Korea’s exalted warrior

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Korea’s exalted warrior

The following is a lesson on Korean history in response to a query from a Mr. Cohen, who wrote to us from Seoul:

Q. Mr. Cohen:
Every time we expats in Seoul meet downtown, instead of using the street name Gwanghwamun, we point to the bronze statue of a ferocious-looking man in armor, which everyone seems to know. Who is he, anyhow?

The statue is of Admiral Yi Sun-shin (1545-1598) from the Joseon dynasty. He is one of the most famous and revered individuals in Korean history, for fearlessly defending Korea’s South Sea border from the Japanese invasion during the Seven-Year War.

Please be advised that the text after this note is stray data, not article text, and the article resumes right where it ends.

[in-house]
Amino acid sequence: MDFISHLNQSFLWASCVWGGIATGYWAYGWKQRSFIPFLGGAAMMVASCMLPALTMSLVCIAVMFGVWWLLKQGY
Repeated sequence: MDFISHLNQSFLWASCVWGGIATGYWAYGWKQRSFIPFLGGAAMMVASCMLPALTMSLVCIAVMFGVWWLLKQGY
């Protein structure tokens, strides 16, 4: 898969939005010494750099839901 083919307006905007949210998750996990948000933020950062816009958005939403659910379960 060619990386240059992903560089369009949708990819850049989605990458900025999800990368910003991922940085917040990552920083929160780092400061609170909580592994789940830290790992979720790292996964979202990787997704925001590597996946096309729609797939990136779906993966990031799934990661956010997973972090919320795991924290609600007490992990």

He was an outstanding strategist who invented the geobukseon, or “turtle ship,” whose steel cover gave it the semblance of a turtle. Despite his bravery and patriotism, the admiral spent time behind bars due to the political turmoil roiling the country at the time.

Detailed records of the war display the admiral’s literary talent and are chronicled in his personal journal, “War Diary of Admiral Yi Sun-shin.” They are written in both prose and poetry.

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